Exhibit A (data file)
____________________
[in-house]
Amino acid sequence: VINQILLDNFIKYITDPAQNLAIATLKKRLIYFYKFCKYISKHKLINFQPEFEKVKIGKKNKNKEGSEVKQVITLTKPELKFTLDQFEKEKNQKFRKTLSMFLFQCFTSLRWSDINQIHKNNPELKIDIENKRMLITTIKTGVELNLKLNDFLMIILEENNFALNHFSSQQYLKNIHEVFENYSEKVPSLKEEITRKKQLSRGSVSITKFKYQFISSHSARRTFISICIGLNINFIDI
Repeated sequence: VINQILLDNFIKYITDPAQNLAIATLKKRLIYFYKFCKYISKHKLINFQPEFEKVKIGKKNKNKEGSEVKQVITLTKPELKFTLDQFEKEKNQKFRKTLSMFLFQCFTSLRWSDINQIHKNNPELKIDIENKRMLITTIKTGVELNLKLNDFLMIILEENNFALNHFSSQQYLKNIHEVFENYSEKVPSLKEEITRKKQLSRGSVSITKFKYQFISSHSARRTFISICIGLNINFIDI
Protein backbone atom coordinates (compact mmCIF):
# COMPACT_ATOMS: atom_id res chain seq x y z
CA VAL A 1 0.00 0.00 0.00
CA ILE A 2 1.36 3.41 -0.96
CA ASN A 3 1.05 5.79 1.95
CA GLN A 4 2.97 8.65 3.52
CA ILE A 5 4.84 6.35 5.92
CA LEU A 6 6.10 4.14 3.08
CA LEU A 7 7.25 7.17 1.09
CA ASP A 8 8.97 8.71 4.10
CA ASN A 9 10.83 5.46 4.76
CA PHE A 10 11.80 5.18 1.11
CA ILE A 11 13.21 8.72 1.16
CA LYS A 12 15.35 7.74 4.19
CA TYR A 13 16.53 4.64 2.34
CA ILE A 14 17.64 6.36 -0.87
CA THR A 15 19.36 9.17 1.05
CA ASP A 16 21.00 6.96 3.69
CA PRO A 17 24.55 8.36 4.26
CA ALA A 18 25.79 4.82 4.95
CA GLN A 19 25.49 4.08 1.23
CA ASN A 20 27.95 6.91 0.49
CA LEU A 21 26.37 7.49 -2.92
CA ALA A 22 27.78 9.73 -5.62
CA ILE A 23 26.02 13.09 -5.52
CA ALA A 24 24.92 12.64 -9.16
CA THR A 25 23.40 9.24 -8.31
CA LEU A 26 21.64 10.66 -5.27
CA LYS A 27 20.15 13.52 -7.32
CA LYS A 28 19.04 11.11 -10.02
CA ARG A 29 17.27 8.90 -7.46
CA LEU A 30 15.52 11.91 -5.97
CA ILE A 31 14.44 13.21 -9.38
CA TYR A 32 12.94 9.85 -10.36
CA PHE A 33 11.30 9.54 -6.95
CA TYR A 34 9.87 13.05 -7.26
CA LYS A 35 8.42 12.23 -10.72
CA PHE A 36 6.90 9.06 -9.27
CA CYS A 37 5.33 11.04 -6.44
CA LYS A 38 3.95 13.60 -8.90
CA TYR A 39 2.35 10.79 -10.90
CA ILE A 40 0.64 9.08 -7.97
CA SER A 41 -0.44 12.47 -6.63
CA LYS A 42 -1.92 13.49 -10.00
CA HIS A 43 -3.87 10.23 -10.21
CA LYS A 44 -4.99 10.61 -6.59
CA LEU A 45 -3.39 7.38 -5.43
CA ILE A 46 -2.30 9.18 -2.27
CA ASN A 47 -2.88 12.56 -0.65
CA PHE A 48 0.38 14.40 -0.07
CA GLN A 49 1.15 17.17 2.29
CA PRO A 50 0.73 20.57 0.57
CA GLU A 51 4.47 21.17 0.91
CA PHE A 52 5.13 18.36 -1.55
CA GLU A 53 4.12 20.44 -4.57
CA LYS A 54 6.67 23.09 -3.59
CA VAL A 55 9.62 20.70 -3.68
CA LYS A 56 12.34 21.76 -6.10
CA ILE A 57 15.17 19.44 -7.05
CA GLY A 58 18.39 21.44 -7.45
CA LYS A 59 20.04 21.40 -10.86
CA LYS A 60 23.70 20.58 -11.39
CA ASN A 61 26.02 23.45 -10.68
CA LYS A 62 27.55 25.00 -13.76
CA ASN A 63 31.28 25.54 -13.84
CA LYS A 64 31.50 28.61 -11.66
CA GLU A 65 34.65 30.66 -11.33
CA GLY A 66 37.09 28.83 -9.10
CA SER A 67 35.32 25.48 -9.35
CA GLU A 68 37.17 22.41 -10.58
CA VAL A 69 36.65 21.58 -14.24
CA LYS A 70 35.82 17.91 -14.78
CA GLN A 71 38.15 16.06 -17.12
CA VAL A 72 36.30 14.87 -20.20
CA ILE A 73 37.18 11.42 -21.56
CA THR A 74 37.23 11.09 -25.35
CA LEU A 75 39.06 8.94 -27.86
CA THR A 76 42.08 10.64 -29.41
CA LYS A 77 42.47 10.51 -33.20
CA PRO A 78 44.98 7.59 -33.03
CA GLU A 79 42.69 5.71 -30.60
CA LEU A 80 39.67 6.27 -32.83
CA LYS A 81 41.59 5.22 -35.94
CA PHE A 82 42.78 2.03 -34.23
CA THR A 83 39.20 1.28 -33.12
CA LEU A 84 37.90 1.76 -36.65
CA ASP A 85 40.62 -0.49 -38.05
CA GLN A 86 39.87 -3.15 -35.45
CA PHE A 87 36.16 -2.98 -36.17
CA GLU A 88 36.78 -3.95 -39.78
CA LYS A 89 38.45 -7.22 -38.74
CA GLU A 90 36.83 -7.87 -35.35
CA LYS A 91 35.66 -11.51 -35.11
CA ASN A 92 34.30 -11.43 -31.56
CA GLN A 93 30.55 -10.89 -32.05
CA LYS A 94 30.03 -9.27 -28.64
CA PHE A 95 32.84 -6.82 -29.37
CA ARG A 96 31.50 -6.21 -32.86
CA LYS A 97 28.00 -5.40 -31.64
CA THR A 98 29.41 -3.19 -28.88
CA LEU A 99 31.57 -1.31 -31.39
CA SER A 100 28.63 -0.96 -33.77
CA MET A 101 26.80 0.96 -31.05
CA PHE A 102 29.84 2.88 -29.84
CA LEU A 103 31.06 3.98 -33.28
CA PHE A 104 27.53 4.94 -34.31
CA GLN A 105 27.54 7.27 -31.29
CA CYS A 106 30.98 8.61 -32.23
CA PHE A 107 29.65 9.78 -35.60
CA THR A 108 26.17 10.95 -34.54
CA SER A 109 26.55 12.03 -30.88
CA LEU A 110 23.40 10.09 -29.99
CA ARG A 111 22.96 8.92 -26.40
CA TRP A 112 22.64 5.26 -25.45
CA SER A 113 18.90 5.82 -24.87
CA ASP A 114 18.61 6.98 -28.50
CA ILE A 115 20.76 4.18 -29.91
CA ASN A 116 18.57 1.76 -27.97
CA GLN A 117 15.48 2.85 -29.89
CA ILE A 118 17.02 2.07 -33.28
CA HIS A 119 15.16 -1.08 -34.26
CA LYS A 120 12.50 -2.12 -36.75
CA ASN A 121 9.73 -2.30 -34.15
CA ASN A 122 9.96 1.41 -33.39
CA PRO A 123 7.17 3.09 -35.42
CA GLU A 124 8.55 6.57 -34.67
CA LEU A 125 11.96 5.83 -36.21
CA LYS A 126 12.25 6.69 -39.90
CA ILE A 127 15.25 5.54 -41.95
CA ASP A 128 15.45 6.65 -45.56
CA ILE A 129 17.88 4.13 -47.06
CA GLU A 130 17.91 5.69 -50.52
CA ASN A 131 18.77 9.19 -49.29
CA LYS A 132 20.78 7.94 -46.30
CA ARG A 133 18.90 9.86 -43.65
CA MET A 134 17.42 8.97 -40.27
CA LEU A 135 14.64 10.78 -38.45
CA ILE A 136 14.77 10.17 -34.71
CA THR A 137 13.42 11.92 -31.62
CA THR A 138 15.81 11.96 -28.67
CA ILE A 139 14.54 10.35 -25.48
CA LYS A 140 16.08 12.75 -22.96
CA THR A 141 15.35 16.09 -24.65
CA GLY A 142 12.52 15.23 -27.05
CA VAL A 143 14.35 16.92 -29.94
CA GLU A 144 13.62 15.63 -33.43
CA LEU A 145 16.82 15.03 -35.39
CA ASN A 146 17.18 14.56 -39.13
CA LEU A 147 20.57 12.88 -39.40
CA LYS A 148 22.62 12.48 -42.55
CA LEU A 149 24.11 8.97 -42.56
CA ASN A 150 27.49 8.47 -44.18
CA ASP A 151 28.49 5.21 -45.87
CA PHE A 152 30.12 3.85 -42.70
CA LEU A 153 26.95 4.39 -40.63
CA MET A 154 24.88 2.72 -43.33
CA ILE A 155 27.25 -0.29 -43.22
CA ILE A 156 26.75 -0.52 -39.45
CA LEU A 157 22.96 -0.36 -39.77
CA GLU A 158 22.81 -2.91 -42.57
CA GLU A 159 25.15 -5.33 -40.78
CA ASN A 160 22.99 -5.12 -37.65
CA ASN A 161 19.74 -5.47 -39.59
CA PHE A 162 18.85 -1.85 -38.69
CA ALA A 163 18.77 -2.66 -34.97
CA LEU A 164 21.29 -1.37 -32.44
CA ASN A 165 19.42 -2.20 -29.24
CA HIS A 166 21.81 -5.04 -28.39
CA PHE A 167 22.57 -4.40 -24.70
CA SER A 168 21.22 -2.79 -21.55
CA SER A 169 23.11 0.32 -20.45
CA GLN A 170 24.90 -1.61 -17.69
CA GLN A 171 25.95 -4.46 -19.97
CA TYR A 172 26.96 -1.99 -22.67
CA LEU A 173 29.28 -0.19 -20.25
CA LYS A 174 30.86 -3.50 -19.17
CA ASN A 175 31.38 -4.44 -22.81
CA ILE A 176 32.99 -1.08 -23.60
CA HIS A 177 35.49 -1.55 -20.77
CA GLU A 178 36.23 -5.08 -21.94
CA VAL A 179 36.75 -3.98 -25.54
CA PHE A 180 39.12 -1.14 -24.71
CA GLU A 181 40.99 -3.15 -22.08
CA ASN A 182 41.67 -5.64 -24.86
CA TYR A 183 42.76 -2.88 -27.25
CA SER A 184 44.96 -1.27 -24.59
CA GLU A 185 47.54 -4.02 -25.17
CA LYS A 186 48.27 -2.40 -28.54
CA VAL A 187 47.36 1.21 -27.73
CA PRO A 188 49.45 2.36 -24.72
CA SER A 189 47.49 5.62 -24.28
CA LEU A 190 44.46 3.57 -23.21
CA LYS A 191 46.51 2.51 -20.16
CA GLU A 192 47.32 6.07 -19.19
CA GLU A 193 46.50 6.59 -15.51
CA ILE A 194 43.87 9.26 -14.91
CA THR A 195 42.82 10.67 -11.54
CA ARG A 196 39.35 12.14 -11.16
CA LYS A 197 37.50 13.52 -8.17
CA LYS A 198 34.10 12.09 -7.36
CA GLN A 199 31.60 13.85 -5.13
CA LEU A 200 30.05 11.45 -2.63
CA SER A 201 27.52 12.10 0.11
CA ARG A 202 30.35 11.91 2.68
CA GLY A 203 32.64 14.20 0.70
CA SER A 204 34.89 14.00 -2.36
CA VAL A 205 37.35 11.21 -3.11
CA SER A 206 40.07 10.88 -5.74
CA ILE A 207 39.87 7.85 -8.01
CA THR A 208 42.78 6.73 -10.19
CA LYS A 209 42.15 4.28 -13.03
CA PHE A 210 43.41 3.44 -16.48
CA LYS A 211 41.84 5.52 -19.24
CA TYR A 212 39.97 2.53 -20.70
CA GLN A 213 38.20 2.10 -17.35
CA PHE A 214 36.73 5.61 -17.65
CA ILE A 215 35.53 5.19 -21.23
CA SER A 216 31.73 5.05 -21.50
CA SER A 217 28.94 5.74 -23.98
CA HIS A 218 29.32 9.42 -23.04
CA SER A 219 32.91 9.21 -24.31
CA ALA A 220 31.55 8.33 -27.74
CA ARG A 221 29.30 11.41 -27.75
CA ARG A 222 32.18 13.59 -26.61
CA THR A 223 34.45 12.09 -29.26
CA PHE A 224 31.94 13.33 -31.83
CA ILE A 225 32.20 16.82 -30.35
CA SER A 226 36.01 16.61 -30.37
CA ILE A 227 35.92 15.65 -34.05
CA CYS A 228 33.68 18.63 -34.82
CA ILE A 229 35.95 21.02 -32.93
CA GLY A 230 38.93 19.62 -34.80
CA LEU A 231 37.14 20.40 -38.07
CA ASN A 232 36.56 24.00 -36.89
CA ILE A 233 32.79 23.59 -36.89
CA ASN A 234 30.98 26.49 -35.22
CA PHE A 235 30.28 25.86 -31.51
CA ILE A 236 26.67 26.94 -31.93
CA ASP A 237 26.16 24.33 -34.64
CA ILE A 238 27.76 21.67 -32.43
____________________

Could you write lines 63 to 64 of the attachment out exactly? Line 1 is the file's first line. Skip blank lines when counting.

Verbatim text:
CA GLY A 58 18.39 21.44 -7.45
CA LYS A 59 20.04 21.40 -10.86